Tuesday, October 7, 2014
A.I.G. Casting Call
Not paying attention was the case the other day when I picked up a NYT section and started to read: A.I.G. Trial Witnesses Will Be Central Cast From 2008 Crisis. It was a Tuesday paper.
Jesus, they're going to make a movie about this? Who does Tom Hanks get to play? I bet George Clooney gets a piece of this.
Well, of course that wasn't what the story was about. I was reading the NYT Business section, specifically the Deal B%k segment.
That's 'Deal Book,' but written as I typed it above. The Times is allowing it's editors and writers to embrace the social media age and use all kinds of symbols to communicate. This is no doubt a policy meant to retain staff. If any of our stuff is found 2,000 years from now someone is going to think we went back to Egyptian hieroglyphics. No matter.
A teaser except said: 'New scrutiny for a bailout at the peak of the financial disaster."
Shown were two pictures. One was of Scott Alvarez, the Federal Reserve General Counsel, and the other was of Maurice R. Greenberg, the former A.I.G. executive. Mr. Greenberg's name is often affectionately sometimes written as Maurice (Hank) Greenberg.
This is an obvious clue to Mr. Greenberg's age, because he's just about the only one prowling the corridors of power these days who probably saw Hank Greenberg bat for the Detroit Tigers at Yankee Stadium against the Yankees, or saw Hank in Detroit, or saw him in Chicago against the White Sox. Mr. Greenberg, the ballplayer has long passed on (1986). Mr. Greenberg, the former A.I.G. executive is still alive at 89, a living testament that you can live a very long life before asking if you can take it with you. The only business mogul on earth that I'm aware that is another octogenarian is Mr. Rupert Murdoch, who is six years junior to 'Hank'.
Behind Mr. Greenberg, slightly out of focus, is Daivd Boies, the attorney for Mr. Greenberg. Since the trial is in a Washington D.C. Federal Court of Claims you've got to marvel at how much money must be at stake if 'Hank' is bringing Boies and the team in to Washington to stay at Washington D.C. hotels and dine on either deli sandwiches and gourmet hamburgers, or explore Georgetown, or Tidal Basin restaurants, not to mention a possible foray to a strip club or two tucked away in a secret Washington quadrant. Or, do all of that, because they're going to be here a while. Hank's obviously got money.
David Bois of course can't come cheap. He represented the United States its anti-trust suit again Microsoft. He tried to win the 2000 presidential election for Al Gore before the United States Supreme Court.
Since the paper I was reading was from Tuesday September 30, it was reporting on the opening proceedings of the trial from Monday.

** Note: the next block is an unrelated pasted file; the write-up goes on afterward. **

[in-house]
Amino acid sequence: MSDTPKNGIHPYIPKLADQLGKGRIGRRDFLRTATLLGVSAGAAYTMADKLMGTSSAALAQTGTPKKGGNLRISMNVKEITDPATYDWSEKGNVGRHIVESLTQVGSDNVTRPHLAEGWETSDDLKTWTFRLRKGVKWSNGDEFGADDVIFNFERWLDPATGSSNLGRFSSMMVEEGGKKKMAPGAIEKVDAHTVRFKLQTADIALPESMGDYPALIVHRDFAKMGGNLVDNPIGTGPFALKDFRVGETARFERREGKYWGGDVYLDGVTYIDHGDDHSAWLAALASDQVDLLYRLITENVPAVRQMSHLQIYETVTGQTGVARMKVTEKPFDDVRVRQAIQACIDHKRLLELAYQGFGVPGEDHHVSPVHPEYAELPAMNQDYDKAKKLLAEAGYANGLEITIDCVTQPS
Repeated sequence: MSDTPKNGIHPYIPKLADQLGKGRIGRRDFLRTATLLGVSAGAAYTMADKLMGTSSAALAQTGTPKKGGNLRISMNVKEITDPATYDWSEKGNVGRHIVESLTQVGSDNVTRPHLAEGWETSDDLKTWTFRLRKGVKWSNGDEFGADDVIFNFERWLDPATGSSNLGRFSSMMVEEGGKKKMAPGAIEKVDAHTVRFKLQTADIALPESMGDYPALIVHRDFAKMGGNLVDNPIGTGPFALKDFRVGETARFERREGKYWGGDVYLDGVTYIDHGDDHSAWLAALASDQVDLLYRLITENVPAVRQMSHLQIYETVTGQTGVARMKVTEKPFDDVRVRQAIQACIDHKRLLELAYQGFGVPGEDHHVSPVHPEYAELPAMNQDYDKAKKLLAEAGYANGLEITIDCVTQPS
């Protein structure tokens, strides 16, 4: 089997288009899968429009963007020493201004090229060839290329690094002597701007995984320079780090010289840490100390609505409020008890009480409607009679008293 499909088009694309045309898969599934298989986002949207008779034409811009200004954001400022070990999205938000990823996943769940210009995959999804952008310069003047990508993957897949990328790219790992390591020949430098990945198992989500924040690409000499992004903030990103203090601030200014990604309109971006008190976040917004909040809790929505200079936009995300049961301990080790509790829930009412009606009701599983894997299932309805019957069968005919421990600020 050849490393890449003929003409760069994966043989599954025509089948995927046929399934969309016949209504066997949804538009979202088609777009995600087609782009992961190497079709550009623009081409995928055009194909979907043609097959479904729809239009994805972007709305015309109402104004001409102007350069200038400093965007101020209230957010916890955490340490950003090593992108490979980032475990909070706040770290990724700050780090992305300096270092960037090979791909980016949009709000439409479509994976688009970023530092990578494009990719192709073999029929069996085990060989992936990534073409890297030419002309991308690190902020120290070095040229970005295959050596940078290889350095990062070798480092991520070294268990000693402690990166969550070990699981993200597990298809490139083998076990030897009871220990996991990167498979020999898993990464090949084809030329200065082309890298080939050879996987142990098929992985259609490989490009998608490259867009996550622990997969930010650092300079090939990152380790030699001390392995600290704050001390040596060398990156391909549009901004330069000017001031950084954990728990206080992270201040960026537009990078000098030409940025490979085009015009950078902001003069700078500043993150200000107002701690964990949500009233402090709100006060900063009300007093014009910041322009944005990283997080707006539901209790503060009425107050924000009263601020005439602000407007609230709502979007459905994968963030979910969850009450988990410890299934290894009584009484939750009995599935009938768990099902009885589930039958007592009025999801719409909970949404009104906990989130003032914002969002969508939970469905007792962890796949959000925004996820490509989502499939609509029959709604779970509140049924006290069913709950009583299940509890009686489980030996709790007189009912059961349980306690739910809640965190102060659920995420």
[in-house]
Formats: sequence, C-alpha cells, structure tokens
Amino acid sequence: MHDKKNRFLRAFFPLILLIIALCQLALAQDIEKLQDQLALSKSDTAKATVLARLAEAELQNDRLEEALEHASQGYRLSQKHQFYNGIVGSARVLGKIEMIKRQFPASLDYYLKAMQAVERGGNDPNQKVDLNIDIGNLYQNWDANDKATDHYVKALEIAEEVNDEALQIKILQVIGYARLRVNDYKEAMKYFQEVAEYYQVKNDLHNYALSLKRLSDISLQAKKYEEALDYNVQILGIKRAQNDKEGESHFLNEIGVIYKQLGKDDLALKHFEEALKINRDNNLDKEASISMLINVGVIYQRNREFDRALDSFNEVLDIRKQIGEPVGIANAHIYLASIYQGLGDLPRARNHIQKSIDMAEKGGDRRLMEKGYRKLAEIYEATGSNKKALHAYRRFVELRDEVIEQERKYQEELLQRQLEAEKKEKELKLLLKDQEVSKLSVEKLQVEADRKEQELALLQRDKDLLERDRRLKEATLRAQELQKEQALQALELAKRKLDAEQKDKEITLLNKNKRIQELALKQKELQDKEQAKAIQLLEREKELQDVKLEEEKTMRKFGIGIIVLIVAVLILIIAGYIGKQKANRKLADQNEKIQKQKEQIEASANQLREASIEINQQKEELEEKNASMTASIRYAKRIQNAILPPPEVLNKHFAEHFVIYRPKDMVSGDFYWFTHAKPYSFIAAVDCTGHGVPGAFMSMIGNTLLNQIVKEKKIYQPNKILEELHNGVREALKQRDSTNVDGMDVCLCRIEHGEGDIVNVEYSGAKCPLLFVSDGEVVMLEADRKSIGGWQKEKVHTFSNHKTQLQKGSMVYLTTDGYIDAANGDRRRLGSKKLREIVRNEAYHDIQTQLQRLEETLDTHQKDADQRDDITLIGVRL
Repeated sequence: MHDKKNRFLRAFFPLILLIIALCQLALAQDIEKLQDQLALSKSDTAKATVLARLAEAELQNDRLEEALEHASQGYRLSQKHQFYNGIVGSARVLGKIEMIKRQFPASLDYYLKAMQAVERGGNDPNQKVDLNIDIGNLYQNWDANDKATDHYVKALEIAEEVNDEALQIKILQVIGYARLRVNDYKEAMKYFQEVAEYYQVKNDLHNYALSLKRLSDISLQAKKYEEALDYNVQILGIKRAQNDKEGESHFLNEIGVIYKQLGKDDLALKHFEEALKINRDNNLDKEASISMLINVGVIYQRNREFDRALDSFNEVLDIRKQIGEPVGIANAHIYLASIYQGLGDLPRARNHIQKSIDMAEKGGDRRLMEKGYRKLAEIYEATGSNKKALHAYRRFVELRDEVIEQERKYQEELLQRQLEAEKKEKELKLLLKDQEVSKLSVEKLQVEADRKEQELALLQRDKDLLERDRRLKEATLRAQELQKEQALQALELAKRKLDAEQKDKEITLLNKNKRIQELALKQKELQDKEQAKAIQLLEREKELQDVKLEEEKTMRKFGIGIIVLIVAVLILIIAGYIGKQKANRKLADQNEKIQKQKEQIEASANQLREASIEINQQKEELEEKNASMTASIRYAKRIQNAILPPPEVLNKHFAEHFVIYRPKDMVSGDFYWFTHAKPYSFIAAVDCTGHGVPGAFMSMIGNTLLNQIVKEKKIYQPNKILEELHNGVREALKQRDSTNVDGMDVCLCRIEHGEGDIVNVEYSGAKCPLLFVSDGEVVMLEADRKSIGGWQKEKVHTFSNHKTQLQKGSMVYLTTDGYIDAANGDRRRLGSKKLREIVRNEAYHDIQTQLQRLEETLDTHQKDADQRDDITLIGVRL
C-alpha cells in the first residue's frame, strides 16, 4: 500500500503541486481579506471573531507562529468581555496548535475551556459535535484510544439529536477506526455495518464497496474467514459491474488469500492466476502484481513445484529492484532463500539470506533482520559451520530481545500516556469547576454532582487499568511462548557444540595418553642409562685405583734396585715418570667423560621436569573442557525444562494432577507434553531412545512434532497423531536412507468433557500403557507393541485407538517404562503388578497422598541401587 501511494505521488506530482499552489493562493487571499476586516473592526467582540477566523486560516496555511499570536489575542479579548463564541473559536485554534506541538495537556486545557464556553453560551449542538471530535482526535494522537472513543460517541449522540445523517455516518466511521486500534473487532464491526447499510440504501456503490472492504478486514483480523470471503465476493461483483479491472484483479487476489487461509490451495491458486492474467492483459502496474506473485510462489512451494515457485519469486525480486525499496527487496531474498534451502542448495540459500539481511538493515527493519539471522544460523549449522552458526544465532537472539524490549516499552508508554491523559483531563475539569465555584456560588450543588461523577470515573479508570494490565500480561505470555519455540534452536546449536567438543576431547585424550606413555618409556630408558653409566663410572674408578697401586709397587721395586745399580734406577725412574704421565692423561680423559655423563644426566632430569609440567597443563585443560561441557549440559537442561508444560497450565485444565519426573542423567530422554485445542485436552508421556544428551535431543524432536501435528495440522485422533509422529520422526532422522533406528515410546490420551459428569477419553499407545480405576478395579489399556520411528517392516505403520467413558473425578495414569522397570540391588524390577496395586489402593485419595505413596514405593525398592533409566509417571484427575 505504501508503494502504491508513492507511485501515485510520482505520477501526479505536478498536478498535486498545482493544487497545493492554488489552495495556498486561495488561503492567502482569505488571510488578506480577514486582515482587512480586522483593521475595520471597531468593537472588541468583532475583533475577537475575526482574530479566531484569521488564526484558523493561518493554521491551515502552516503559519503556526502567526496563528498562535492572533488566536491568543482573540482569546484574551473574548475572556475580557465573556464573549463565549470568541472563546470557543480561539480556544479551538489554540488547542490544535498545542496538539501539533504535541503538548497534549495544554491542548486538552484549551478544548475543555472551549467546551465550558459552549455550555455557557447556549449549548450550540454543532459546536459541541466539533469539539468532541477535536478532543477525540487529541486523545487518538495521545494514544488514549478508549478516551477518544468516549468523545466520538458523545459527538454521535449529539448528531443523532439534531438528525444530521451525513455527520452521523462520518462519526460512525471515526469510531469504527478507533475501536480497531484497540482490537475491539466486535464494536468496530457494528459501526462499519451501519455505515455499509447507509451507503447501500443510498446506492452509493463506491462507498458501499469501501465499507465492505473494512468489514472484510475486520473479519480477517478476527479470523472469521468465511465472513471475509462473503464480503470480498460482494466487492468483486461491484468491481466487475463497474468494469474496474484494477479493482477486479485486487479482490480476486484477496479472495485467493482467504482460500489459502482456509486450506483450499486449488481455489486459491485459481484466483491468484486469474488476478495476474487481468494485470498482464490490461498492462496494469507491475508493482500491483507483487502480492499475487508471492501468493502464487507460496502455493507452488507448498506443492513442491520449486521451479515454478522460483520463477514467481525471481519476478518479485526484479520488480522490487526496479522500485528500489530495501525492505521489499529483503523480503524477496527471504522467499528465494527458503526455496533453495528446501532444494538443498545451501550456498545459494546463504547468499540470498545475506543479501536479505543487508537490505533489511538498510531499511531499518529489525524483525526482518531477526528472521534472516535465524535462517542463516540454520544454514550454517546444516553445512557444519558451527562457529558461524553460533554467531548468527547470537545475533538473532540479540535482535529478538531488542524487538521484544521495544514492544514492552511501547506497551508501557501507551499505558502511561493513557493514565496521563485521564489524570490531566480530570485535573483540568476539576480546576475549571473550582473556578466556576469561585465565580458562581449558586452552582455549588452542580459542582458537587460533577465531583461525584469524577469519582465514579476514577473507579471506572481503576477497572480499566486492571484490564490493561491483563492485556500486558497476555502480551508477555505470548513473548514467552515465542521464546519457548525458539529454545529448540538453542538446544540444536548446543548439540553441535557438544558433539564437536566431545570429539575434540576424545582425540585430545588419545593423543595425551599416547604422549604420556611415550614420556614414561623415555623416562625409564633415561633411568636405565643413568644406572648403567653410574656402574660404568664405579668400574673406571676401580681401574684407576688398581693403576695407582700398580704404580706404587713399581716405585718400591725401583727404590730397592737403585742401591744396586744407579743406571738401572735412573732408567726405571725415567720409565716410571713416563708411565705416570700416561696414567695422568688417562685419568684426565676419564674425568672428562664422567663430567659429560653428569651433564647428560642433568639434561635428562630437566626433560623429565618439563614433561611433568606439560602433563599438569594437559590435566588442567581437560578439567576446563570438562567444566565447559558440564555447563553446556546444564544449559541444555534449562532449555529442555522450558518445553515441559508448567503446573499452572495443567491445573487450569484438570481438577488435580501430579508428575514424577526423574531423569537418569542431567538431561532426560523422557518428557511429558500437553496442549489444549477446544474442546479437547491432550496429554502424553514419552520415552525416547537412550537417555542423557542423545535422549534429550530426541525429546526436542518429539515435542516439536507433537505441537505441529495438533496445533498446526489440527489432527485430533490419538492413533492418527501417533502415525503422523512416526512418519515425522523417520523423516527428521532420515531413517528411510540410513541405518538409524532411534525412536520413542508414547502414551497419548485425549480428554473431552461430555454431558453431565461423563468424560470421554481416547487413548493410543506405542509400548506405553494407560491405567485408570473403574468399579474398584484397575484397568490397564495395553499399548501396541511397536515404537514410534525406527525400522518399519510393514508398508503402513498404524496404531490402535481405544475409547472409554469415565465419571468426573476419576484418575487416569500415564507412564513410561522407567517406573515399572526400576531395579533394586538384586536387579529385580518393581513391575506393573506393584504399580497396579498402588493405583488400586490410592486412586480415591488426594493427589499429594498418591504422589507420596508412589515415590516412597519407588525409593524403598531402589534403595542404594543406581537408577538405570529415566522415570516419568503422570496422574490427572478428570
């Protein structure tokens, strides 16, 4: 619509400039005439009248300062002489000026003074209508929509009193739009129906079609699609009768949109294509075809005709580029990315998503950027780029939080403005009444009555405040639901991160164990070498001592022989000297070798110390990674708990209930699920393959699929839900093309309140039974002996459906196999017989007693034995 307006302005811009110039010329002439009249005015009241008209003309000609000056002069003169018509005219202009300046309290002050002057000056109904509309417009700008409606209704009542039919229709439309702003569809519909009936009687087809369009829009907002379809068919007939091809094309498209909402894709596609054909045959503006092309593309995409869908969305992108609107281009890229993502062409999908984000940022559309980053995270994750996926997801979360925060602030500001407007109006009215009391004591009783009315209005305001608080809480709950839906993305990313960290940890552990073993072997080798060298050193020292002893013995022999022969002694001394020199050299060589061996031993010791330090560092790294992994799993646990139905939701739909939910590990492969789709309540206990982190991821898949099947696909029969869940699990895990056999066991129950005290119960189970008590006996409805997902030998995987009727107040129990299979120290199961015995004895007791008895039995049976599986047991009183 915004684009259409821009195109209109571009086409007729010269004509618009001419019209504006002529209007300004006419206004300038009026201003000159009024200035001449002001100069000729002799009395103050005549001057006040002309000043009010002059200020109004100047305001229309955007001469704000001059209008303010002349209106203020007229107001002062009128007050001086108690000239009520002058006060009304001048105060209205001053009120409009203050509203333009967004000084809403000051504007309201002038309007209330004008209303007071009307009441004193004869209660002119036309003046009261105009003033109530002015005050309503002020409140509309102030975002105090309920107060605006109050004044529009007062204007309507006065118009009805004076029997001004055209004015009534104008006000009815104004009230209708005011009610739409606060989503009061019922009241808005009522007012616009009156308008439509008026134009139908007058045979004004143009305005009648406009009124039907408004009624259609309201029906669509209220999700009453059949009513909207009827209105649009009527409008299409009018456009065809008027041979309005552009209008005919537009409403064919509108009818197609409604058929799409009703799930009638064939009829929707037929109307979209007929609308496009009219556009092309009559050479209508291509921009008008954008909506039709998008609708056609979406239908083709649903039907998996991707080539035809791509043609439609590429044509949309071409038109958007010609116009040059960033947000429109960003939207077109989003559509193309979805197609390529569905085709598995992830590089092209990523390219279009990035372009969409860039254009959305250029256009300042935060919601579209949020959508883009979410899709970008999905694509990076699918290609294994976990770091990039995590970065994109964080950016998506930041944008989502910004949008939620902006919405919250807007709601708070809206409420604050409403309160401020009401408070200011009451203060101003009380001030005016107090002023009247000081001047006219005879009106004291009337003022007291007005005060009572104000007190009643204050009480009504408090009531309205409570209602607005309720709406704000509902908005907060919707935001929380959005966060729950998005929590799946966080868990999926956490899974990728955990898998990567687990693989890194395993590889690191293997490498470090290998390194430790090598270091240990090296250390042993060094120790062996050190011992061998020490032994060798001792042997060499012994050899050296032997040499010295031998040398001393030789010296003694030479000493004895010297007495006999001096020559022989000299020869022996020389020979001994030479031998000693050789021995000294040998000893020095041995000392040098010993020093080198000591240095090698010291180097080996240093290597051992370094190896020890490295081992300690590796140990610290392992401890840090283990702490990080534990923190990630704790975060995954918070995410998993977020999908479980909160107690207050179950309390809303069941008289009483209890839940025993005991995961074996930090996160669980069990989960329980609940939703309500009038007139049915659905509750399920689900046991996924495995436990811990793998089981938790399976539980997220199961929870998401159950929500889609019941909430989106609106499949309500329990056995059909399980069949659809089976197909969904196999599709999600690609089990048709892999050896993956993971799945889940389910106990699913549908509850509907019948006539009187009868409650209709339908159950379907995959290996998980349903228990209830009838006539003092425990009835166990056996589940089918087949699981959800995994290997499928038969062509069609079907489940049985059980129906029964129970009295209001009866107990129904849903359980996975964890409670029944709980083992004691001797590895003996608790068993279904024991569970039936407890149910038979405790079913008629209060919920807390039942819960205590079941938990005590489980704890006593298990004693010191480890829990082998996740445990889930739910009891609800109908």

The trial is basically about Mr. Greenberg's argument that the bailout A.I.G. received in 2008 from the government in fact shortchanged the A.I.G. shareholders. They didn't get their value. He is seeking a $40 billion dollar settlement. (At this point, it's always billions.)
The Justice Department lawyer, Kenneth M. Dintzer, outlined that the company got a $182 billion lifeline, which allowed the company to reap a $22 billion profit. "It's like they've said thanks for the lifeboats, but they're just not comfortable enough."
This is great. This trial has got to be on television, no? No.
Granted, sex and money are two great preoccupations, but this trial about 2008 money is water under the bridge to some people. As good as Mr. Dinzter's language is, it can't compare to the interest the nation had in the Anita Hill/Clarence Thomas judiciary committee hearings about Mr. Thomas's nomination to be a Supreme Court Justice, when a United States Senator from Utah, Mr. Orrin Hatch, seemed to keep repeating "Long Dong Silver."
Now that was worth watching. Here we have what the business guys and writers are trying to convince us is another trial of-the-century. After all, as the WSJ photo shows us, standing left to right, with the first two in the lotus-leaf posture with their hands, are former secretary of the treasury Henry Paulson, former Chairman of the Federal Reserve Bank, Ben S. Bernanke, and former New York Reserve Bank President Timothy Geithner (later secretary of the treasury). The financial Dream Team of witnesses. You know at some point someone is going to have to try and explain Collateralized Debt Obligations (CDOs).
This is not the three Wise Men who are going to tell us why they brought the gifts they did to that family stuck in a Bethlehem stable. Okay, Ben there has a beard, but the other two? Not charismatic looking enough to give up Ellen.
But, everyone has to make a living, and everyone sometimes needs to talk and to write, even this posting. Today, the NYT in one of its columns, Andrew Ross Sorkin comments that the trial is trying to spin "a ludicrous tale in open court in Washington that the bailout of the insurer [A.I.G.] was unfair to its investors."
Mr. Sorkin adds comments from a NYT Op-Ed writer, Noam Scheiber, who he admits he has often read with admiration, "as asinine as the Starr suit [parent company of A.I.G.] may be in legal terms, it may end up serving a constructive purpose." Why is this? "Ever since the details of the A.I.G. rescue entered in to the popular consciousness, everyone from the members of Congress to financial commentators to Occupy Wall Street protesters and Tea Party activists have fulminated against the 'backdoor bailout' of Goldman et al. By litigating the issue the Starr trial may finally heal this festering wound."
Thank goodness it's a non-jury case and it's not on TV.
"Constructive purposes" and CDOs can never beat Long Dong Silver.